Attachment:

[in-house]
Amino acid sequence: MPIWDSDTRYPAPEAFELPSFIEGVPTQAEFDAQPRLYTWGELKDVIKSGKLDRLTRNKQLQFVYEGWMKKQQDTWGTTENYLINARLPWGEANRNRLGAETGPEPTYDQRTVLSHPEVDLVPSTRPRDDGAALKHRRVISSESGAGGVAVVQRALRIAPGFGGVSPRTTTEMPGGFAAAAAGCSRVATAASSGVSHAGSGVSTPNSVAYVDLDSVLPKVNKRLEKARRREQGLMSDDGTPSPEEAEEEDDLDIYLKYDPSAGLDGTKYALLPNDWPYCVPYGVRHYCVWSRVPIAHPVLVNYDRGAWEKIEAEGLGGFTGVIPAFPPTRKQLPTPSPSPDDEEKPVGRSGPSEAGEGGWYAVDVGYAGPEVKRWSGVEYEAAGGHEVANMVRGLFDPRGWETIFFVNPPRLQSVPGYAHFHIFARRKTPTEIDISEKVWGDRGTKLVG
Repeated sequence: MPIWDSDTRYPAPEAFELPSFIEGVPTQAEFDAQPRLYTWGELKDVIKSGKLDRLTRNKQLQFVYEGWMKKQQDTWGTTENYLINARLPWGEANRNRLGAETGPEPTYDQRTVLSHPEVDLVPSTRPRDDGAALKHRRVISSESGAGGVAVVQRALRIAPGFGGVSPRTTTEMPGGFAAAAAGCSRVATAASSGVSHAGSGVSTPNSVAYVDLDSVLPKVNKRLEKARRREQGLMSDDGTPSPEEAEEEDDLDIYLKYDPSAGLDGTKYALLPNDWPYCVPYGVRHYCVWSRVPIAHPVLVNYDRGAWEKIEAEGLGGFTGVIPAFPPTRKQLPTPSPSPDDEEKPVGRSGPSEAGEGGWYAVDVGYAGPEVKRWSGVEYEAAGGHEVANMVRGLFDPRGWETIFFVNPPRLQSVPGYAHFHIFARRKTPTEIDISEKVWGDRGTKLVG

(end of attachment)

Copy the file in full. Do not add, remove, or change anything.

[in-house]
Amino acid sequence: MPIWDSDTRYPAPEAFELPSFIEGVPTQAEFDAQPRLYTWGELKDVIKSGKLDRLTRNKQLQFVYEGWMKKQQDTWGTTENYLINARLPWGEANRNRLGAETGPEPTYDQRTVLSHPEVDLVPSTRPRDDGAALKHRRVISSESGAGGVAVVQRALRIAPGFGGVSPRTTTEMPGGFAAAAAGCSRVATAASSGVSHAGSGVSTPNSVAYVDLDSVLPKVNKRLEKARRREQGLMSDDGTPSPEEAEEEDDLDIYLKYDPSAGLDGTKYALLPNDWPYCVPYGVRHYCVWSRVPIAHPVLVNYDRGAWEKIEAEGLGGFTGVIPAFPPTRKQLPTPSPSPDDEEKPVGRSGPSEAGEGGWYAVDVGYAGPEVKRWSGVEYEAAGGHEVANMVRGLFDPRGWETIFFVNPPRLQSVPGYAHFHIFARRKTPTEIDISEKVWGDRGTKLVG
Repeated sequence: MPIWDSDTRYPAPEAFELPSFIEGVPTQAEFDAQPRLYTWGELKDVIKSGKLDRLTRNKQLQFVYEGWMKKQQDTWGTTENYLINARLPWGEANRNRLGAETGPEPTYDQRTVLSHPEVDLVPSTRPRDDGAALKHRRVISSESGAGGVAVVQRALRIAPGFGGVSPRTTTEMPGGFAAAAAGCSRVATAASSGVSHAGSGVSTPNSVAYVDLDSVLPKVNKRLEKARRREQGLMSDDGTPSPEEAEEEDDLDIYLKYDPSAGLDGTKYALLPNDWPYCVPYGVRHYCVWSRVPIAHPVLVNYDRGAWEKIEAEGLGGFTGVIPAFPPTRKQLPTPSPSPDDEEKPVGRSGPSEAGEGGWYAVDVGYAGPEVKRWSGVEYEAAGGHEVANMVRGLFDPRGWETIFFVNPPRLQSVPGYAHFHIFARRKTPTEIDISEKVWGDRGTKLVG